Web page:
The second half of 2021 could be the time frame when the rail industry will “turn the corner” and see not only sustained higher volumes but also more opportunities for railcar lessors and manufacturers, executives with railcar manufacturer Greenbrier (NYSE: GBX) said Friday.
This turnaround will happen provided that the broader economy recovers successfully from the COVID-19 pandemic.
“Economic uncertainty persists across all our end markets, but there are pockets of recovery if longer-term trends are favorable,” said Greenbrier CEO Bill Furman during his company’s quarterly earnings call.
Should the economy and the rail industry’s performance improve, it would affect Greenbrier’s financial results for the fourth quarter of 2021 as well as the start of 2022, Furman said. Greenbrier’s fiscal year runs from October to September, and so its fourth quarter went from July through September.
Two policy developments globally could help spur railcar manufacturing, Furman said. One is that the European Commission is seeking to accelerate greenhouse gas reduction targets, which could bode well for freight rail because companies might need to seek lower-emitting freight transportation options. Japan is also considering revising its greenhouse gas reduction targets.
“Longer term, we will keep a close eye on what clean energy will mean to our customers to our industry and specifically to our business. Greenbrier remains in conclusion very healthy despite the market environment,” Furman said.
But with macroeconomic uncertainties still at play in the first two fiscal-year quarters for Greenbrier, such as the outcome of the U.S. presidential election, the company will be focusing on matching resources with market demand.
“Our management mode right now is simply to preserve our flexibility [and]…not cut too deeply into the bone. We’ve done a great job of sizing the company for the circumstances we’re in,” said Greenbrier Chief Financial Officer Adrian Downes. “We are focused on cash flow, liquidity and getting into that middle 2021 period. We have a lot of things that could cause the snapback for us to be a very quick and a very strong one.”
To cope with the downturn in 2020, Greenbrier closed 13 production lines and reduced its capacity by almost 40% or 6,500 employees. Its workforce totals just over 10,500 people today compared with more than 17,000 at the start of 2019.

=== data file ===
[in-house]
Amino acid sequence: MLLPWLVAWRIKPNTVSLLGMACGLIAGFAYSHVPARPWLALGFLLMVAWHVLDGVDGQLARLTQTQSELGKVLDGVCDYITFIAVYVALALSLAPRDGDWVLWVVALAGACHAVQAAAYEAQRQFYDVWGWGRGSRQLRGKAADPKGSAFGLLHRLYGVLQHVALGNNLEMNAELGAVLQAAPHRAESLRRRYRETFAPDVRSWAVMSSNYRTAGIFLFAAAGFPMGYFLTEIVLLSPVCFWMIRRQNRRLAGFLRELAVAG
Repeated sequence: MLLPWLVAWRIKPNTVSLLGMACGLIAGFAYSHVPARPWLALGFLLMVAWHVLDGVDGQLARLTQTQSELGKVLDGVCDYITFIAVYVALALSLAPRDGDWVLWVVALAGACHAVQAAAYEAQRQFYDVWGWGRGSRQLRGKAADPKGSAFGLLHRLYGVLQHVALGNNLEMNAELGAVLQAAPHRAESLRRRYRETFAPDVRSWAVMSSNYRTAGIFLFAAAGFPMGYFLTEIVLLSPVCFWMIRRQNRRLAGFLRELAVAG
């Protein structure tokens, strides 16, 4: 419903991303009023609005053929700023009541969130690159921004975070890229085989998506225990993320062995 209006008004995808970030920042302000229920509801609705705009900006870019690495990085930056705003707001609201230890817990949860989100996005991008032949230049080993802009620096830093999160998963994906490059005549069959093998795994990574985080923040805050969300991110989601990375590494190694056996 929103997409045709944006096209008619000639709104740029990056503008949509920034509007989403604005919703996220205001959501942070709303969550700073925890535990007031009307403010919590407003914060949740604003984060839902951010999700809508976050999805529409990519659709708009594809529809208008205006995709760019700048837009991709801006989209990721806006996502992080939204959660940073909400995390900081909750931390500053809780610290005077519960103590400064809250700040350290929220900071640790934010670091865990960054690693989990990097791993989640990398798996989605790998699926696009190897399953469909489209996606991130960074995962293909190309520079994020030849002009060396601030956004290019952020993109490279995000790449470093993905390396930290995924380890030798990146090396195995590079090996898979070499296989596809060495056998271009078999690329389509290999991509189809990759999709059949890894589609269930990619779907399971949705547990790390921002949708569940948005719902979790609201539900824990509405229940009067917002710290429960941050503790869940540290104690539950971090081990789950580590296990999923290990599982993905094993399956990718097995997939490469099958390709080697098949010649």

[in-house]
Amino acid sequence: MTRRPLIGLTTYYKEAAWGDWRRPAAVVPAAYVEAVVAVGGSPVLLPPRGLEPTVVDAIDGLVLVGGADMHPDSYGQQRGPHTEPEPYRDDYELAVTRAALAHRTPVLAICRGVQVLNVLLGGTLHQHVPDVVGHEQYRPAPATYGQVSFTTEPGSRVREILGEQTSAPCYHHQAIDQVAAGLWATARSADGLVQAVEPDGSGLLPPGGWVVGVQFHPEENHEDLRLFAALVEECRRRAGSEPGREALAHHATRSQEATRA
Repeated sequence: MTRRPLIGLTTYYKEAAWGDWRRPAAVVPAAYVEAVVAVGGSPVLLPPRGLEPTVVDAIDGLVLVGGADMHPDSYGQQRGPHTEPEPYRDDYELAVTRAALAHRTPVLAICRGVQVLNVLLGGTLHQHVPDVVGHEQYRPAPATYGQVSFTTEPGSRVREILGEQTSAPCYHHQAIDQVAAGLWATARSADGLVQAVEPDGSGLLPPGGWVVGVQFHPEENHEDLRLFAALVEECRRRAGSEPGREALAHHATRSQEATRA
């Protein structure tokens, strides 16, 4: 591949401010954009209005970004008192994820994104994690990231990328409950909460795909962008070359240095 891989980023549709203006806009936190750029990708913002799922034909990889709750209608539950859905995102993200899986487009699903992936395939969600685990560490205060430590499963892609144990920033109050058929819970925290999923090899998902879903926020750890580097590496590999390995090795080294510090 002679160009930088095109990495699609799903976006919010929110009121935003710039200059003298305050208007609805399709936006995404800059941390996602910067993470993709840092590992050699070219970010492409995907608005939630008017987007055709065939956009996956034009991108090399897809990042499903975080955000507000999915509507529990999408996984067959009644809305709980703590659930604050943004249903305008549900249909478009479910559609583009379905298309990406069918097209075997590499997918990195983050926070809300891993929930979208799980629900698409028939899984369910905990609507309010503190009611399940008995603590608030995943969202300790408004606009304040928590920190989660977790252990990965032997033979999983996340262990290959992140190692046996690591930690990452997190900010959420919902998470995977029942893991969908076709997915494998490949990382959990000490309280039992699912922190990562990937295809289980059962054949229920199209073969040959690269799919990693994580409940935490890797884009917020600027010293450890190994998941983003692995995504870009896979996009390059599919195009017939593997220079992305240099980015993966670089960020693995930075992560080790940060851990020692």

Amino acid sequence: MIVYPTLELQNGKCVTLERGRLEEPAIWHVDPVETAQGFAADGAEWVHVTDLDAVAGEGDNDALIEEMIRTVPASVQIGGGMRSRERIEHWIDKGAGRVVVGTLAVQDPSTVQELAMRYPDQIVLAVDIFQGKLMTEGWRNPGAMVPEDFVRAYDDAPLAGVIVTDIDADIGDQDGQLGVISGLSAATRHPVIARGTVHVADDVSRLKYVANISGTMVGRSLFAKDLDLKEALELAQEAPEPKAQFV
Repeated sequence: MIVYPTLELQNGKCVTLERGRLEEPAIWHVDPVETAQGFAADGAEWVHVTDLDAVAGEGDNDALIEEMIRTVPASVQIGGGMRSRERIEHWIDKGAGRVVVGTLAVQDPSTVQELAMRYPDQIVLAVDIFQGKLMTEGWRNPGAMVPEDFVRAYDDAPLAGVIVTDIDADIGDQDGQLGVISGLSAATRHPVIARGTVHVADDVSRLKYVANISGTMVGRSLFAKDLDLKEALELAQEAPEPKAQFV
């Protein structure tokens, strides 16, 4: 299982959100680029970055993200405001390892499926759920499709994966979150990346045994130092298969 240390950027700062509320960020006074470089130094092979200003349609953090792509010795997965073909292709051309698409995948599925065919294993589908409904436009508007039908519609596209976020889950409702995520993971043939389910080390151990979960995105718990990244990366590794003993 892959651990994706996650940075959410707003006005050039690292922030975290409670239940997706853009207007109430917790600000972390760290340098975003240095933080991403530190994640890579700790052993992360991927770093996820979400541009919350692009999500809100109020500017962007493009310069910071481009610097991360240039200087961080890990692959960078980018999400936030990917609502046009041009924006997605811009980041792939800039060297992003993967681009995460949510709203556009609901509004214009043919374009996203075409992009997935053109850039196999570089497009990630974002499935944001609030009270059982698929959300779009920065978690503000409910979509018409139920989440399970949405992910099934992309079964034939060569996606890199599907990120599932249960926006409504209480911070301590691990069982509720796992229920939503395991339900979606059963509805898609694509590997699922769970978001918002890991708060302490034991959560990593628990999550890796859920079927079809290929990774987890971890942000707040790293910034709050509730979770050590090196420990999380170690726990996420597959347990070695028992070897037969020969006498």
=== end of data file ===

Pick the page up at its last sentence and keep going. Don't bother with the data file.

Three employees in Mexico and one in Romania also died from the coronavirus, with three of the four having preexisting conditions. Greenbrier said it is continuing to execute its COVID-19 response plan, which has resulted in a low infection rate globally.
“Looking forward, we’re navigating a unique, challenging dynamic that brings considerable uncertainty. We have an industry downturn that’s been exacerbated by the pandemic, rising infection rates in all the communities and countries where we operate and a national election with broad ramifications,” said Chief Operating Officer Lorie Tekorius.
Tekorius continued, “These factors will likely have a negative sequential impact on our results in the first half of fiscal 2021. We are optimistic about a recovery beginning sometime in calendar 2021, which we expect to benefit our fiscal 2022. We’ve taken the necessary steps to ensure Greenbrier will exit the pandemic economy [as] a stronger and leaner organization, but that doesn’t mean it will be an easy next few quarters.”
Fourth-quarter financial results
Greenbrier’s railcar orders were roughly balanced between North American and European customers in the fourth quarter, with several hundred units for Brazil, Furman said. Its manufacturing backlog is at $2.4 billion for 24,600 units.
The company delivered 5,100 units in the quarter, including the syndication of 900 units. It received orders for 2,800 units valued at $250 million.
Meanwhile, Greenbrier’s wheels, repairs and parts operations were impacted by lower traffic volumes.
Greenbrier sustained a net loss of $0.1 million, or $0.00 per diluted share, in the fourth quarter. This includes a net loss of $1.9 million of integration-related expenses from its acquisition of American Railcar Industries and $3.6 million in severance expenses.
Adjusted net earnings were $5.5 million, or $0.16 per diluted share. This figure excludes the $5.5 million in integrated and severance expenses.
Adjusted EBITDA, or earnings before interest, taxes, depreciation and amortization, was $55.7 million, or 8.7% of revenue.